RELATED: Chula Vista’s contract with Motorola sells out residents’ privacy, advocates say

How could the Chinese government get data from a drone in Chula Vista?

Technology experts say it starts with the fact that DJI can still access a drone’s software even after it’s been sold. Lewis says just like a cell phone carrier has access to customer data, DJI – and by extension the Chinese government – could view drone footage remotely by tapping into the software when it’s being updated.

Motorola’s contract with Chula Vista references that the police agency has requested the software.

Collecting data on Americans

DJI refused an interview request from KPBS. It instead sent a statement it had originally released last year after the U.S. Department of Commerce put the company on its “Entity List,” due to national security concerns.

“DJI has done nothing to justify being placed on the Entity List,” the statement said. “We have always focused on building products that save lives and benefit society.”

Update: After this story was published, Adam Lisberg, DJI’s director of corporate communications, sent an email to KPBS saying that the company’s drones cannot spy remotely as Lewis and others assert.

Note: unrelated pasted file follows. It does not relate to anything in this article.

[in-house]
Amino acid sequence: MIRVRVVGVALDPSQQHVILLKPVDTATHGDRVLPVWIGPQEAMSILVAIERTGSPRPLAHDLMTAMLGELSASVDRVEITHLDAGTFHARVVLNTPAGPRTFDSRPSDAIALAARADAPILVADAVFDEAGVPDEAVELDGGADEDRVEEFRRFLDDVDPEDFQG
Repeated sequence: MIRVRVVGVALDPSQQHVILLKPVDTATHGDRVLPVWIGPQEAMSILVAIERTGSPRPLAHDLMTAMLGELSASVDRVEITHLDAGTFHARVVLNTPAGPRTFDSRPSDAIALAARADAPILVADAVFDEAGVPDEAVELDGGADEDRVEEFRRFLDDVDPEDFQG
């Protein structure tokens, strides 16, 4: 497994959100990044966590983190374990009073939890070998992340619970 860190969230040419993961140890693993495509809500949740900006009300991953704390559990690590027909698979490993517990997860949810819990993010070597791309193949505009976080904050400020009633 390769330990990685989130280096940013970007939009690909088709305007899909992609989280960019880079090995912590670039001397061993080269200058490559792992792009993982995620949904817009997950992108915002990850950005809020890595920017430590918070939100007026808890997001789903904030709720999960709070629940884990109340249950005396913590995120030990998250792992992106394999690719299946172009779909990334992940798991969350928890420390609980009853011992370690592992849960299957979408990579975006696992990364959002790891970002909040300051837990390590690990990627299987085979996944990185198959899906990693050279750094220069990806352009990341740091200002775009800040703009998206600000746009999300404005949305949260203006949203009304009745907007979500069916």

“DJI drones, controllers and apps are built to be used entirely offline, with no internet connection required, eliminating any possibility of data leakage,” Lisberg wrote in his email. “DJI does not have the ability to access customer data such as photos, videos and flight logs unless customers explicitly agree to share it with us.”

Lewis said he has spoken to DJI representatives who maintain the company does not turn over data to the Chinese government. However, he added that companies in China have only one option if the government makes a request.

“It doesn’t matter because they don’t have the right to say no in China under Chinese law,“ Lewis said.

And privacy experts say it’s not out of the realm of possibility that China would have interest in a place like Chula Vista.

“The Chinese government has not been terribly secretive about the fact that they’re very interested in building out huge databases, particularly when it comes to American data,” said Leah Walker, a defense technology associate for the San Francisco-based Institute for Security and Technology.

She said this effort to collect as much data as possible on Americans, combined with Chula Vista’s proximity to the border, could make the city interesting to the Chinese.

“We’re living in the area of open source intel, and you can tell an amazing amount of things from just basic data,” Walker said. “I mean, there have been secret military bases found in the Middle East just because the soldiers were in Fitbits.”

More than 1,500 law enforcement agencies across the U.S. use drones, many made by DJI, according to a 2020 report by Bard College in New York state.

”There’s really a limited amount that the federal government can do there because police departments are going to buy what they want,” Walker said.